Inquiry-Based Curriculum Enhancement
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|Materials for L111: Ecology & Evolution|
|A Walk in the Woods
In this activity, students learn to ask questions about nature by making observations. The major inquiry component is developing experimental designs, although other portions of the activity involve inquiry.
Students explore population genetics using simulation results in this activity. The major inquiry lesson is generating and evaluating predictions.
This activity is designed to teach the process of science and emphasize the importance of asking questions at the beginning of a semester through the use of animal replicas.
Students evaluate multiple lines of data as they explore the effects of global warming on physiology, phenology, species distributions, and community interactions. They also gain considerable practice in interpreting figures.
This activity is designed to introduce the method of historical thinking in evolutionary biology by analogy to detective work through the use of archeological and paleontological examples.
In this activity, students compare hominoid skulls in order to assess evolutionary change over time. The major inquiry lesson is organizing and representing data. This activity requires cranial casts of hominoids (could be adapted to any available skulls).
This activity is designed to introduce the concept of natural selection via a concrete example and provide numerical values for using population genetics equations to track allele frequency changes and calculate relative fitness.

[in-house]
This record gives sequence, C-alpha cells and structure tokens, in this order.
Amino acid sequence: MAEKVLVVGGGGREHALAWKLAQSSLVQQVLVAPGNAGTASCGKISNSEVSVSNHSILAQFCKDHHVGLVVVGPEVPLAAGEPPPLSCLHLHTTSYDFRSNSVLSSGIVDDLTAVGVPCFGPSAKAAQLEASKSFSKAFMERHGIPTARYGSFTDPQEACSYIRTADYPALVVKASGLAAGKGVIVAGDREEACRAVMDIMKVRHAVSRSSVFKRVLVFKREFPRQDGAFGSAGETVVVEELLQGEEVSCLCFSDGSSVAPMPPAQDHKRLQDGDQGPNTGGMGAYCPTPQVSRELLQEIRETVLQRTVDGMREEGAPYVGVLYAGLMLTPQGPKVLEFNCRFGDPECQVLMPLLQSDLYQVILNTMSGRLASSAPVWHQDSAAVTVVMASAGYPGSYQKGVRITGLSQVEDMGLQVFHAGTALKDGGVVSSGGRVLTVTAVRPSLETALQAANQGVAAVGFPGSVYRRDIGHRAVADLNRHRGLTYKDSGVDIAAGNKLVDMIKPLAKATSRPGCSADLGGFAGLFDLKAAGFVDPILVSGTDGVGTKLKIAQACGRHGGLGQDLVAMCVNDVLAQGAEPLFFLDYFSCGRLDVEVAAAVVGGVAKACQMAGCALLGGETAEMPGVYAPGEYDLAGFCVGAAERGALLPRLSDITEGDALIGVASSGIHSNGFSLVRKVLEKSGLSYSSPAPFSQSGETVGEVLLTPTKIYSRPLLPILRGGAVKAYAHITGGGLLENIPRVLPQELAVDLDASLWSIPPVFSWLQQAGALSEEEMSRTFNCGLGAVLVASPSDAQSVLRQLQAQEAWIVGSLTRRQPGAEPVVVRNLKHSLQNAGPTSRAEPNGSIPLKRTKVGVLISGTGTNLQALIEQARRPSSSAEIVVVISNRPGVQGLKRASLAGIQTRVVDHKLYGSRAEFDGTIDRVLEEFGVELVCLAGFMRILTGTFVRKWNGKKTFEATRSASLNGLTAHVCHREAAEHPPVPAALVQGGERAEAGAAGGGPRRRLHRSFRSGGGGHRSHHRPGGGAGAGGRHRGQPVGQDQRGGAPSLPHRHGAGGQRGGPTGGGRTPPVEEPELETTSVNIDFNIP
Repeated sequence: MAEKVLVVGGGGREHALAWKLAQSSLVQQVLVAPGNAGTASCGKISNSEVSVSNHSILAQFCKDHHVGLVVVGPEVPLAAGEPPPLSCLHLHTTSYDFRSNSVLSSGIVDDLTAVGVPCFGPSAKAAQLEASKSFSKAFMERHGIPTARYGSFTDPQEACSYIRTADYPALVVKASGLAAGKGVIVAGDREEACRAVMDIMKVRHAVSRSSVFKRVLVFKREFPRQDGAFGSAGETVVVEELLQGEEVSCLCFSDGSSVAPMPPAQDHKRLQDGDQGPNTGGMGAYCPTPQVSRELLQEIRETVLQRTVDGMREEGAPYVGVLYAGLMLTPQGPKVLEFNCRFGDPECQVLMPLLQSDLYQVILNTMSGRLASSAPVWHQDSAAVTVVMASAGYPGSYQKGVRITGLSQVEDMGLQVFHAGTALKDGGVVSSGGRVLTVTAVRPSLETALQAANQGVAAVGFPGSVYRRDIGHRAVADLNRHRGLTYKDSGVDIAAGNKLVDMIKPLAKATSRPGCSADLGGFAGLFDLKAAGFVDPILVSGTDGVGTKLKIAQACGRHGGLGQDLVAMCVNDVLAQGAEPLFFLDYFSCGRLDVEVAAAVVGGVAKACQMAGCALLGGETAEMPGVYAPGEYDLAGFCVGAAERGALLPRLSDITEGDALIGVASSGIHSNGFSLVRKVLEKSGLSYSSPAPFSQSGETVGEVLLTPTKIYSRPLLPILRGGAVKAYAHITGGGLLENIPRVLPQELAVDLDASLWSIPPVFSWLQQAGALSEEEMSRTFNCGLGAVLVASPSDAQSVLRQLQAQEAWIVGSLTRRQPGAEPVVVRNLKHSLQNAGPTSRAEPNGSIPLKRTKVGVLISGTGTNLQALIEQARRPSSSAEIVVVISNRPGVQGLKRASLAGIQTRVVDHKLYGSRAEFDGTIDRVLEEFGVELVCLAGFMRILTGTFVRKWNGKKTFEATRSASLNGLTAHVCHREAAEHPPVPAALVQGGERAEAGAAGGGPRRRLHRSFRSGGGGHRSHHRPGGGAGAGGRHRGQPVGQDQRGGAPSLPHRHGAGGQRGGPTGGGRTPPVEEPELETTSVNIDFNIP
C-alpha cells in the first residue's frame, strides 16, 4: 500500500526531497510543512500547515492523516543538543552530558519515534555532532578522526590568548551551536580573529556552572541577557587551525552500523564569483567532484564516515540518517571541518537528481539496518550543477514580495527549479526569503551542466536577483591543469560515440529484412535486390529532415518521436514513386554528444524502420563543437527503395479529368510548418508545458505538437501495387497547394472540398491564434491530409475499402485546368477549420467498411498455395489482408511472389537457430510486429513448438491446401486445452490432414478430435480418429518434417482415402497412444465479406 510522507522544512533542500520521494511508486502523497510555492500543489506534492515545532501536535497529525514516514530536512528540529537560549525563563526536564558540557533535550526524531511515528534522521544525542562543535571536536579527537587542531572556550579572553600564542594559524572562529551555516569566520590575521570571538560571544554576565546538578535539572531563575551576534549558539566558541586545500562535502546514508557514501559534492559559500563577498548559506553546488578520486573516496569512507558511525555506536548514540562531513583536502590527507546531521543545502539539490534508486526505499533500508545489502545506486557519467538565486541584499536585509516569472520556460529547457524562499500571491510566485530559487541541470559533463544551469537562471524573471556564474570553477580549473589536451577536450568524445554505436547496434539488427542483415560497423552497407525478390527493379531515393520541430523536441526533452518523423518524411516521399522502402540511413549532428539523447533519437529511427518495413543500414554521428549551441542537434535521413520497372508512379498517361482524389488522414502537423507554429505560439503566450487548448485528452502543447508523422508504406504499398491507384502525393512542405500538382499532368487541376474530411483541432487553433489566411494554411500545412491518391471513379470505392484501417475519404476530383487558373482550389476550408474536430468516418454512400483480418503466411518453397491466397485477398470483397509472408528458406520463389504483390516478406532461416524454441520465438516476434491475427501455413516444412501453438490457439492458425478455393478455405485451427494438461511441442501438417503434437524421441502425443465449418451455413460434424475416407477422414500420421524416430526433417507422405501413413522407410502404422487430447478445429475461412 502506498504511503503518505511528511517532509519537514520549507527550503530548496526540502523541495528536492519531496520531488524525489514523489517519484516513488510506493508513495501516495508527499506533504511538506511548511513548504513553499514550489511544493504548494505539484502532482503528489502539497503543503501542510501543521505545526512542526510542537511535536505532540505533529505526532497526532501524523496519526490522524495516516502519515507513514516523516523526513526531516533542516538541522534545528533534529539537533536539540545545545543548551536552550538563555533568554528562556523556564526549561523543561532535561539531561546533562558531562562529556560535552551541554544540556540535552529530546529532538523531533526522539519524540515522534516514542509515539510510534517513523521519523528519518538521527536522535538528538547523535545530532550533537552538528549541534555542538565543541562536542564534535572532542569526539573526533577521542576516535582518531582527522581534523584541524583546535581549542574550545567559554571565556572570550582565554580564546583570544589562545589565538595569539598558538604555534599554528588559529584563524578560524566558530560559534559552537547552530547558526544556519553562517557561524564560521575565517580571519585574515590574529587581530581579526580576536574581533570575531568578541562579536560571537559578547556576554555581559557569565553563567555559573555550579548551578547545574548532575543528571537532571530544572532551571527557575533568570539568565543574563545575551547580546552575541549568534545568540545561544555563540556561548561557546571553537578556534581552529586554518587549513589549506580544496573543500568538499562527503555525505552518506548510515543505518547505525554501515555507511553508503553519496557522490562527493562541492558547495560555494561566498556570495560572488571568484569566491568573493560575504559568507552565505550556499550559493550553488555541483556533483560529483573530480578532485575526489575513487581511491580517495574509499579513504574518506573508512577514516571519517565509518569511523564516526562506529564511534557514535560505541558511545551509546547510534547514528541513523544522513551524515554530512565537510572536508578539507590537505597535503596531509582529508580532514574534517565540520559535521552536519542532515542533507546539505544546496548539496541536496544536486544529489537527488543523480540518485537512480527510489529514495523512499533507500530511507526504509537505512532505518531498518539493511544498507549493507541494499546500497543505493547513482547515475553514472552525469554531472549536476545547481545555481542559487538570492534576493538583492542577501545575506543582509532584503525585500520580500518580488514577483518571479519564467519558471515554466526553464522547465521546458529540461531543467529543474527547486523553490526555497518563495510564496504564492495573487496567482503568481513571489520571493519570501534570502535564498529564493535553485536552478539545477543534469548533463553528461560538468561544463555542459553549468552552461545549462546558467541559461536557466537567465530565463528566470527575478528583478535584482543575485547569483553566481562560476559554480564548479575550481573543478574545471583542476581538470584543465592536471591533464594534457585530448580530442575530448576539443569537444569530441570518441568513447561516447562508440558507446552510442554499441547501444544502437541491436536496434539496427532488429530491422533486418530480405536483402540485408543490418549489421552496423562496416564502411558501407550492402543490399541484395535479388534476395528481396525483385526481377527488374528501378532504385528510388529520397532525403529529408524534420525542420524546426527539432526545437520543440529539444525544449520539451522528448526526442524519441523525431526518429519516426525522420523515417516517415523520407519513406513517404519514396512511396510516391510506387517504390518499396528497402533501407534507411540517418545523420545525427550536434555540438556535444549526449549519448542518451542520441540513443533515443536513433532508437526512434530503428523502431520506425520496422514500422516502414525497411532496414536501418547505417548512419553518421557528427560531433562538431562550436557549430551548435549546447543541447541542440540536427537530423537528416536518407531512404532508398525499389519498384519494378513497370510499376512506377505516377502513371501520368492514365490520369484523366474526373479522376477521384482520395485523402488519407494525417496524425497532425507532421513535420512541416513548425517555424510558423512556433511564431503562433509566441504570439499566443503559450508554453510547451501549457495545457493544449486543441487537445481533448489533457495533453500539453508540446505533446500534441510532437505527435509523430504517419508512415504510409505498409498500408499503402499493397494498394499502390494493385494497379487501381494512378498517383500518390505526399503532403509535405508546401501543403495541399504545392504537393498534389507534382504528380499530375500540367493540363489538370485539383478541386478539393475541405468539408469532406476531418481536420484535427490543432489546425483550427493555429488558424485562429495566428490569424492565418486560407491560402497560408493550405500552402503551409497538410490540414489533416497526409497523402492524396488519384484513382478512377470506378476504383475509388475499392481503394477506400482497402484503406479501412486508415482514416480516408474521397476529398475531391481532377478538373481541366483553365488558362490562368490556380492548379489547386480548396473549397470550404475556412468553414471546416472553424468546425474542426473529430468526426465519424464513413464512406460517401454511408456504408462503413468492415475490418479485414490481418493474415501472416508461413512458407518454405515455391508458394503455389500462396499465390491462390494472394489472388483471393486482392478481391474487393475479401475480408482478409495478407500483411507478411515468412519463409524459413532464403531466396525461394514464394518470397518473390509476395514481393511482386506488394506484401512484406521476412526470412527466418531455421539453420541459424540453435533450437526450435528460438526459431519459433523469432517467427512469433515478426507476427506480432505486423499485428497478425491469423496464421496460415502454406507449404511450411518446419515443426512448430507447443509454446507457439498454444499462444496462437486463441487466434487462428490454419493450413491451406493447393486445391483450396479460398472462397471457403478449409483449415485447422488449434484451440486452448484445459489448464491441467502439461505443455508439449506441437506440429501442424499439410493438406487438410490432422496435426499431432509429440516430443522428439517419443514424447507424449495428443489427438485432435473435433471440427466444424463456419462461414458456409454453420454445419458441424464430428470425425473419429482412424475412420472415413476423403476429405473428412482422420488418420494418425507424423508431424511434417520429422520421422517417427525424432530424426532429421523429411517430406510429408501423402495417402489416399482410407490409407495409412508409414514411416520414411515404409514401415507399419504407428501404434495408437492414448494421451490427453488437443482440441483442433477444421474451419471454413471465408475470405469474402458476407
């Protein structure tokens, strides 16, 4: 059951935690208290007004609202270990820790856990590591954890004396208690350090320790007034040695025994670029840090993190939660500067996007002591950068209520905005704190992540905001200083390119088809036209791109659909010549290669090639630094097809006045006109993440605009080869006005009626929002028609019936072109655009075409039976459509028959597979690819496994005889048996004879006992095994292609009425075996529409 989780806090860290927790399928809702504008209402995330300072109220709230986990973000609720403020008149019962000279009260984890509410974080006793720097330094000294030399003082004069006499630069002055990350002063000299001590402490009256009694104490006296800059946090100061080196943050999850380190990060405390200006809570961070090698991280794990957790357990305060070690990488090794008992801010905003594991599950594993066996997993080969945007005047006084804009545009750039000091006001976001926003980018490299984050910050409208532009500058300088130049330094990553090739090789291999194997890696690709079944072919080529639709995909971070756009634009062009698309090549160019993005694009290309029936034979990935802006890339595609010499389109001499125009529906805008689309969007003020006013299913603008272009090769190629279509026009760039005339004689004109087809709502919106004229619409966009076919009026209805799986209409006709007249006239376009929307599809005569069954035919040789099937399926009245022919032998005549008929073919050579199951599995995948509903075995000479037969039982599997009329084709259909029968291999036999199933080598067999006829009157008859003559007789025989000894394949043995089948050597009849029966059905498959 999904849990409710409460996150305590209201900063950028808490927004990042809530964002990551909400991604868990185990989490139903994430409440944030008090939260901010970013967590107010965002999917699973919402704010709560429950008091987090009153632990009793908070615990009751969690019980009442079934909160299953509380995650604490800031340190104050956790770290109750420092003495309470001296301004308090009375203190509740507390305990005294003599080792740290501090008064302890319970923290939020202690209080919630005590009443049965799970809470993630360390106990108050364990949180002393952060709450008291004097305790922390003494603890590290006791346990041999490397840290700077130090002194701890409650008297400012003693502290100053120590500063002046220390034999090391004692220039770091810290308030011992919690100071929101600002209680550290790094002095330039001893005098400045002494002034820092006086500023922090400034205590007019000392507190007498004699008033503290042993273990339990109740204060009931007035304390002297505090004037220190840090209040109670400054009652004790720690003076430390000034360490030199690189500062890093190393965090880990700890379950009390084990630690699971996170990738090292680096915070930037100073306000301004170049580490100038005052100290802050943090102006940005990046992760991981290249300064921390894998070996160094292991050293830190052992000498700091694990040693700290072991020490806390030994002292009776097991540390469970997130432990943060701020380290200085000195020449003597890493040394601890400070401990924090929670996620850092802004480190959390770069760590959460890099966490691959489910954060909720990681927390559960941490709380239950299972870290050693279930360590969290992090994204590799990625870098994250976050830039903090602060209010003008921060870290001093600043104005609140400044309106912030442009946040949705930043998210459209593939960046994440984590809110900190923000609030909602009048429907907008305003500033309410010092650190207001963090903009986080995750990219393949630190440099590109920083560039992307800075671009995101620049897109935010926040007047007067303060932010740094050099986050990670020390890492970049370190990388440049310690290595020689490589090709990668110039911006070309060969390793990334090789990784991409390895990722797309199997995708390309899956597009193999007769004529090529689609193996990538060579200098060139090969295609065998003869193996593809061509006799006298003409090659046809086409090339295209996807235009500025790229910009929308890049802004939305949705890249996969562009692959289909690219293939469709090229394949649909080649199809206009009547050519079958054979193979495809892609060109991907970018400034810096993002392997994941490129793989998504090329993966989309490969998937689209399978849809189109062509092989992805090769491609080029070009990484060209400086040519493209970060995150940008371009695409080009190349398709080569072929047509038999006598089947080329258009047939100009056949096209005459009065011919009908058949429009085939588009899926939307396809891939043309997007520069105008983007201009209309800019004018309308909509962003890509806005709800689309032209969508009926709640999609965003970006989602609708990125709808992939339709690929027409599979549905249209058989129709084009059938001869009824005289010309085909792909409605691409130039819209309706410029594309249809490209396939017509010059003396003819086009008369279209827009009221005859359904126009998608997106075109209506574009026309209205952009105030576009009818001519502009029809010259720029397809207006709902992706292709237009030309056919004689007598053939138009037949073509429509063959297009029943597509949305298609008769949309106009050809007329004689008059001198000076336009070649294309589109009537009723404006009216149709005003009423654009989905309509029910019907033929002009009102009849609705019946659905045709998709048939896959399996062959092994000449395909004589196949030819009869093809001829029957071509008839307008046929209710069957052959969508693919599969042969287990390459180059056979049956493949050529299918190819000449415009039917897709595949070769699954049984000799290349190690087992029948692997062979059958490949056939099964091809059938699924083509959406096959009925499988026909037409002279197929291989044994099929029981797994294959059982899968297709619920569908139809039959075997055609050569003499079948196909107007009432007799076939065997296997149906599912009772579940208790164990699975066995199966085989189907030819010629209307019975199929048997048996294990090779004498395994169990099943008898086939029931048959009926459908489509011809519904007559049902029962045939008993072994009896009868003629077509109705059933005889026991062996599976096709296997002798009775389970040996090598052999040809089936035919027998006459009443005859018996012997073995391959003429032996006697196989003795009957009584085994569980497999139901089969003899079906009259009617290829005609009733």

This activity is designed to introduce students to phylogenetic reconstruction using morphological characters. Using a set of organisms (photographs provided) students develop a hypothesis of the relationship among these organisms.
Students practice using mathematics to solve ecological problems in this activity. The content of the activity is centered on understanding and differentiating exponential and logistic growth of populations.
This activity is designed to introduce students to basic concepts in the theory of sexual selection by contrasting it with natural selection in the context of formulating hypotheses, making predictions, and considering different outcomes with respect to the explanation of sexually dimorphic size and coloration.
This activity is designed to reinforce an understanding of basic concepts in ecology as well as the use of basic equations of population growth. It also serves as a bridge to the role of scientific study in issues of biodiversity and conservation.